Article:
The modern world needs Christians to be credible witnesses, lights to the nations
By Father Timothy Hepner
Twenty-Second Sunday in Ordinary Time / Aug. 29
Deuteronomy 4:1-2,6-8; Psalm 15:2-3,3-4,4-5; James 1:17-18,21b-22,27; Mark 7:1-8,14-15,21-23
As the school year has begun, teachers are rediscovering that kid. You know: The kid who is always ready to prove how smart he is by blurting out the answer or going so far as to correct the teacher. In the first reading, it seems Moses really wants the nation of Israel to be that kid: “Observe [the laws] carefully, for thus will you give evidence of your wisdom and intelligence to the nations, who will hear of all these statutes and say, ‘This great nation is truly a wise and intelligent people.’”
Why should Israel be so boastful about its intelligence? The Jewish people were surrounded by nations of immense intellectual achievement. The Babylonians developed quadratic equations and astronomy, the Persians irrigation, the Egyptians paper and accounting, the Greeks geometry and political science, the Romans concrete and durable roads. Amidst these luminous civilizations, how could a nation claim that their God was the one, true God who created and governed the universe?
The Jewish law became proof of the intelligence of the God of Israel. Ancient peoples had a more unified view of human knowledge. Philosophy, science, and morality were all ways of understanding the wisdom inherent in the universe and acting according to that wisdom. To have a law which was just, which gave God his due and directed the passions of humanity in a way that fostered concord and overcame innate human selfishness, was a miracle from above. It proved that humans could, in fact, have an intimate relationship with the creator of the universe and not be blown around by selfish desires.
LIVING THE NEW LAW
All intellectual advancement seems to be an attempt to cheat death, either by medical progress or by advancing one’s own civilization. But what good does all that intelligence do if it can’t get you eternal life? God’s original plan for humanity was eternal life, and his law could provide a taste of this life. As the Jewish people were dispersed among the Hellenistic world, their living the law of God became a light to the nations. Many “God fearers” acknowledged and worshipped the God of Israel as the God of the Universe. God’s logos (law, word, logic) was the governing principle of the universe, intelligible by science yet transcending human reason.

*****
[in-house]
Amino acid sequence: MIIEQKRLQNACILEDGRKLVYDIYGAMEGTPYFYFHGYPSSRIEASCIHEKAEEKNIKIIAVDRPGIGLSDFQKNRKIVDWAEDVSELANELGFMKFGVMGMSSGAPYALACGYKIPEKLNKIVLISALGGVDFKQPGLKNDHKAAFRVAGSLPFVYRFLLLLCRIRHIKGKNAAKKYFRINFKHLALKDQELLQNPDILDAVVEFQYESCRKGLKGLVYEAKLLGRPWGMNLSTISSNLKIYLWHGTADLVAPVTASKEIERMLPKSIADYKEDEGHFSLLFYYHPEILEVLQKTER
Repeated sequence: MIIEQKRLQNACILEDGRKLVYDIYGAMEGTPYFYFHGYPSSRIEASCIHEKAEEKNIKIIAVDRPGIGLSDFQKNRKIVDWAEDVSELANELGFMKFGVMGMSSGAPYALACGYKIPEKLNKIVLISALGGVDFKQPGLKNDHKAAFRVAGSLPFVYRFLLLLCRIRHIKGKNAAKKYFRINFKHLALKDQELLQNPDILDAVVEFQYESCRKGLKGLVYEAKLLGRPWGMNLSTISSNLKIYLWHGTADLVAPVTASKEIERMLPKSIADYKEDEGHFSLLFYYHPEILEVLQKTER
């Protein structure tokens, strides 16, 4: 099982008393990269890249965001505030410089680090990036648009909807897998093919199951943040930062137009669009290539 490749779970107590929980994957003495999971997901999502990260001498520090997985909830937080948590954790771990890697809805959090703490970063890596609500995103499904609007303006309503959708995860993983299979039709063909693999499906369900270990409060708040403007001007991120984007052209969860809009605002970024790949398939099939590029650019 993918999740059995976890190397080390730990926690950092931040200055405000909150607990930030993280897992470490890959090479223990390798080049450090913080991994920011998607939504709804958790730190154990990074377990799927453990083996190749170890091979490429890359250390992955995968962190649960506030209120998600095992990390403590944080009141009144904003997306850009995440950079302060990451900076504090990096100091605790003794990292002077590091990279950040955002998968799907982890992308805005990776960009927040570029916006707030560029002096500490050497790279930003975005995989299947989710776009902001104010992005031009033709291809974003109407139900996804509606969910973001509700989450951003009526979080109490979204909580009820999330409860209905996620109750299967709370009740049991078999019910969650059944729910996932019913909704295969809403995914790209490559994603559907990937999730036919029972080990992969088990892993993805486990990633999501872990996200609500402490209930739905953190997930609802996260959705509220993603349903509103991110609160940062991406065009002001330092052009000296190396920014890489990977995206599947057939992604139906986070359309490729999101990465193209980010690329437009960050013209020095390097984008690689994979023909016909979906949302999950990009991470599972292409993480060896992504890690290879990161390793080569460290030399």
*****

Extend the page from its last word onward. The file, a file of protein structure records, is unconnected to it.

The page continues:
No one expected that the Logos himself would become incarnate and walk amongst his chosen people. Jesus, the Incarnate Word of God, fulfilled the law of Moses and made it higher and deeper so that, through a relationship with him, we could live on earth as they do in heaven. Jesus tells the Jewish people, “From within people, from their hearts, come evil thoughts, unchastity, theft, murder, adultery, greed, malice, deceit, licentiousness, envy, blasphemy, arrogance, folly.” Selfishness, disorder, and the breakdown of society are rooted in the human heart, but they are overcome through being born again and living the new law as a Christian.
Building on these ancient, fallen civilizations, Christian civilization would far outpace their scientific advances and create the world we live in today: a world of penicillin, Apple Watches, space probes, and quantum computers. This could never have happened if we did not view the universe as an intelligible expression of an intelligent creator.
But along the way, scientific advancement was divorced from morality, and Western civilization forgot its Christian roots. Today people believe science and faith are in conflict and they forget about Gregor Mendel, the monk who founded modern genetics, or Georges Lemaître, the Belgian priest who proposed the Big Bang Theory.
Christians are called to be credible witnesses and continue the tradition of scientific excellence. Gratuitous anti-rationalism among Christians helps modern secularists to reject the faith. The modern world needs Christian moral tradition to guide it. But most of all it needs Christians to be lights to the nations by living heroic sanctity and allowing the love of Christ the Logos to overcome their selfish desires. It needs you to be that Christian.
Father Timothy Hepner is pastor of Immaculate Conception Parish, Monmouth, and St. Patrick Parish, Raritan. He also serves as chaplain for the St. Augustine Newman Center at Monmouth College.